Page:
Not sure if this sounds reasonable, but I think the 8 year old gas water heater in the place I just moved into last month is using more gas than it should be.

Gas meter recorded 50 therms used last month which seems like twice as much as a 50gal 38,000 BTU water heater should be using (the tag on it estimates 258 therms anually, i.e. 21.5/month).

There doesn't seem to be an obvious leak anywhere. None of the exposed gas lines, (including exterior lines) are leaking. Both me and a tech from the gas company did a bubble test when he was here for the initial inspection upon move in. I've also tested by turning everything off and monitored the meter after a few hours, and it didn't move.

The only thing that has been running is a water heater and a dryer, everything else has is powered off and has the valve shut off to it (pool heater, bbq, furnace). The dryer I brought in from my last place, and has been operating as usual. It's only been run for about 2.5 hours in a month.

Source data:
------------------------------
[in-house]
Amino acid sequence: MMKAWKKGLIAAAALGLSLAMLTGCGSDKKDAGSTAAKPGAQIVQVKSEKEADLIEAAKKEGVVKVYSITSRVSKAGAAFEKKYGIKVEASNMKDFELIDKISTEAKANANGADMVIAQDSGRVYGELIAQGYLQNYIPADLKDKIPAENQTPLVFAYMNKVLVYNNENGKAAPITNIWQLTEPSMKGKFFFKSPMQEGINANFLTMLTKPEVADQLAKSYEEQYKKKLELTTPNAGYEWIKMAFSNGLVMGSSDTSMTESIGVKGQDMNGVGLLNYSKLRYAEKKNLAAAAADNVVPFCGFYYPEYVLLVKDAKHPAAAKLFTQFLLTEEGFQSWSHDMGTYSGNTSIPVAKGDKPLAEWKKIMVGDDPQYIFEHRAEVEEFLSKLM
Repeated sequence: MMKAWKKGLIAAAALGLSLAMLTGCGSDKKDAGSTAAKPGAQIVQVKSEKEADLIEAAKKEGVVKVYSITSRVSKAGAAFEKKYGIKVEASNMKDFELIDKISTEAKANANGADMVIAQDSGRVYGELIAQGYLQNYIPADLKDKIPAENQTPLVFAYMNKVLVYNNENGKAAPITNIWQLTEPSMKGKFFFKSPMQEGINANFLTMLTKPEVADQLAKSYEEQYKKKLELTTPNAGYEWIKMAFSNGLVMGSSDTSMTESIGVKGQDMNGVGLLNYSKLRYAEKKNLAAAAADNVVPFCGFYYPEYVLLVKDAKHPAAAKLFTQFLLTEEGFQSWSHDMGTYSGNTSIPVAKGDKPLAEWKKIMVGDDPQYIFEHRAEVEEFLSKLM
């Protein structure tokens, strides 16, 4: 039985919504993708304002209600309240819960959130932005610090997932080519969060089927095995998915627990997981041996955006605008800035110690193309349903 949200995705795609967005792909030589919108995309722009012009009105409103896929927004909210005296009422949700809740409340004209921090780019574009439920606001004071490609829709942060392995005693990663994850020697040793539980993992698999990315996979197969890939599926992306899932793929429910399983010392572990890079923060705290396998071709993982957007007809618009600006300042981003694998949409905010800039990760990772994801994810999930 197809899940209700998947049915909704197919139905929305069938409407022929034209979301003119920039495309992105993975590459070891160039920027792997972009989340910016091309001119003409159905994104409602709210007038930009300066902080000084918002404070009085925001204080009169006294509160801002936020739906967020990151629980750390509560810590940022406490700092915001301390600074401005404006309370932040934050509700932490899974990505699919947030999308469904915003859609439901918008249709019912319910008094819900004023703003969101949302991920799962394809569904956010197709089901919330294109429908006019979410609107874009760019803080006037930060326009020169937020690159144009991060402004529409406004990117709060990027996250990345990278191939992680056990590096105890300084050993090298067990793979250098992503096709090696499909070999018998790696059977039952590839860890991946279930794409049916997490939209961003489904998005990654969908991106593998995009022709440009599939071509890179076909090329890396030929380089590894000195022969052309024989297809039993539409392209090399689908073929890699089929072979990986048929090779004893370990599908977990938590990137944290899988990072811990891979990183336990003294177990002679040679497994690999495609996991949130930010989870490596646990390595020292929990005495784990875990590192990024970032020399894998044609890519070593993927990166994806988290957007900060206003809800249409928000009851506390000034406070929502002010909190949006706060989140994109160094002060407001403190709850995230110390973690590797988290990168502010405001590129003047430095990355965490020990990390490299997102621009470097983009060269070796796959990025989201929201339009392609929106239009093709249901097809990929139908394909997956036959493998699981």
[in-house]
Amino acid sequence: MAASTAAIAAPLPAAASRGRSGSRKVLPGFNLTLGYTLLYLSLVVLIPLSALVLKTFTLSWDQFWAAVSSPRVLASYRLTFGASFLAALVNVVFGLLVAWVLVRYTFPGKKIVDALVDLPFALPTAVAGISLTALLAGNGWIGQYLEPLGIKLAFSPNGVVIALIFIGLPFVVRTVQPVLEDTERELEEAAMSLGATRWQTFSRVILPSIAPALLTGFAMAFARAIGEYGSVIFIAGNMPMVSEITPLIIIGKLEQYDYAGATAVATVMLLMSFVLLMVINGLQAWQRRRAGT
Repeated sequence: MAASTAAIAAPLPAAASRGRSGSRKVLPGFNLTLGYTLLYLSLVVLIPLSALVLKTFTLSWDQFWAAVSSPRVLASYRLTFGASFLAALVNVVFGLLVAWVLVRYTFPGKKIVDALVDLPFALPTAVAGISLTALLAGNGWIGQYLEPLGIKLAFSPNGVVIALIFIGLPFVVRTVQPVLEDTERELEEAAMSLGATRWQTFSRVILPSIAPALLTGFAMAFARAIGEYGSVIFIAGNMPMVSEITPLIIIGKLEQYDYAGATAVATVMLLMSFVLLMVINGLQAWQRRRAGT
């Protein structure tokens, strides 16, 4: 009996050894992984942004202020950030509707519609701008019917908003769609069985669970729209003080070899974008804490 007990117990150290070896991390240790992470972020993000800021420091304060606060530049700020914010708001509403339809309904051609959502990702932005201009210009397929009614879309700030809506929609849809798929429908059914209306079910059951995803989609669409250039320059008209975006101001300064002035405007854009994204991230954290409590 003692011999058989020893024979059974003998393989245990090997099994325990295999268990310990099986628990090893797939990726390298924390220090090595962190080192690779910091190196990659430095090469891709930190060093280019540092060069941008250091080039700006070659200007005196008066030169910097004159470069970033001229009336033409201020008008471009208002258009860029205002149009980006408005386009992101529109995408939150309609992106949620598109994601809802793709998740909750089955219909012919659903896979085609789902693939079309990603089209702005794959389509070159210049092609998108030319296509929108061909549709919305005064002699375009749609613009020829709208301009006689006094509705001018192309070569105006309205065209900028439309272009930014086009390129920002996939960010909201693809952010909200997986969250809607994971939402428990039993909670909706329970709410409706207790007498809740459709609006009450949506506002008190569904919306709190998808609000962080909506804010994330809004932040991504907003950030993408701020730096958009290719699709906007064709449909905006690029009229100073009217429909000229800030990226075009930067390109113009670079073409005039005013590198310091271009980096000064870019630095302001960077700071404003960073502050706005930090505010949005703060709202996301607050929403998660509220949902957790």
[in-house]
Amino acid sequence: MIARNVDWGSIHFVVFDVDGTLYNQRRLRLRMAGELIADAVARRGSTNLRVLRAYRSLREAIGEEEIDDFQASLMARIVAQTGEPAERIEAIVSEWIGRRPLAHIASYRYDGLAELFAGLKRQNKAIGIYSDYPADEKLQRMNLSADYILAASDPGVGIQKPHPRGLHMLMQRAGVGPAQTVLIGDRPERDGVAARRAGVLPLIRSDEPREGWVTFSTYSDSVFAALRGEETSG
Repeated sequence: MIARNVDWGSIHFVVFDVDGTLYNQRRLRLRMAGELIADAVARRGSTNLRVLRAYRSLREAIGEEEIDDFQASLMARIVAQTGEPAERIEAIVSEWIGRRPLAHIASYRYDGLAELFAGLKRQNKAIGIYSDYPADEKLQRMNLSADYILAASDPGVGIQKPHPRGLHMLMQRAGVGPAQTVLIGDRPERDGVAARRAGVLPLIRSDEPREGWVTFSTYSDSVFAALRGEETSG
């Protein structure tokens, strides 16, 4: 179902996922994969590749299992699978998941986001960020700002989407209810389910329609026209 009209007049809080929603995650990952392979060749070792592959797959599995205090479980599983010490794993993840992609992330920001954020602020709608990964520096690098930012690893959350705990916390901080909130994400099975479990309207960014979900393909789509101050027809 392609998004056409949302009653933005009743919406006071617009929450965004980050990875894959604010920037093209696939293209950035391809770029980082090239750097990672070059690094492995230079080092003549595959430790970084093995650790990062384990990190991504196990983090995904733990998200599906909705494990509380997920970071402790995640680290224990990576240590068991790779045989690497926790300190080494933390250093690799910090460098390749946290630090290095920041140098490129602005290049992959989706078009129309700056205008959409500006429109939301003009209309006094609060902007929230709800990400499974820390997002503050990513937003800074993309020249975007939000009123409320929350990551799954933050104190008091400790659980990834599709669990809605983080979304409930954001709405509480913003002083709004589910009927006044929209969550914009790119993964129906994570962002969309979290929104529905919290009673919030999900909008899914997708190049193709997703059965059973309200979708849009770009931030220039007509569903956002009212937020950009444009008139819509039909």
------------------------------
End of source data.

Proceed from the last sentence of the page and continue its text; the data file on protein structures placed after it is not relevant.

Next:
Other than the water heater leaking somewhere besides an exposed gas line/nut (I haven't detected a smell), I'm not sure what could be causing the excessive gas usage. Can they use more gas as they get older and start to fail?

Any ideas on other obvious things to check or will I need a plumber to narrow this one down?

  • 2
    Do you use a lot of hot water? Do you have the temperature on your hot water heater set high? Have you ever flushed all the sediment out of it?
    – Steven
    May 6, 2015 at 23:54
  • Ah, forgot to mention the temp. It's 118F at the nearest faucet. The tstat is set on the blue indicator next to 'WARM'. Don't use a lot of water, but I was considering maybe there's a leak causing constant demand somewhere. I haven't seen any indication of a leak though. Been in the place for about a month now, not sure the last time the sediment was flushed, so could give that a go.
    – user37322
    May 7, 2015 at 2:41
  • You mention you also have a dryer...dryers also use a lot of gas.
    – DA01
    Aug 5, 2015 at 16:04
  • Suspect you're leaking water somewhere, otherwise this is just another question of, damn... shit's expensive, wai?!?
    – Mazura
    May 28, 2020 at 11:53

1 Answer 1


It might be a small leak or several very small leaks. I had a leak in my Philadelphia home for years and had no clue. During remodel, I replaced the gas pipes (same appliances), and my gas bill unexpectedly went down by $50 for the summer months. A bubble test will not do. Obtain a real gas leak tester, and thoroughly and methodically test each joint.

Gas leak detector

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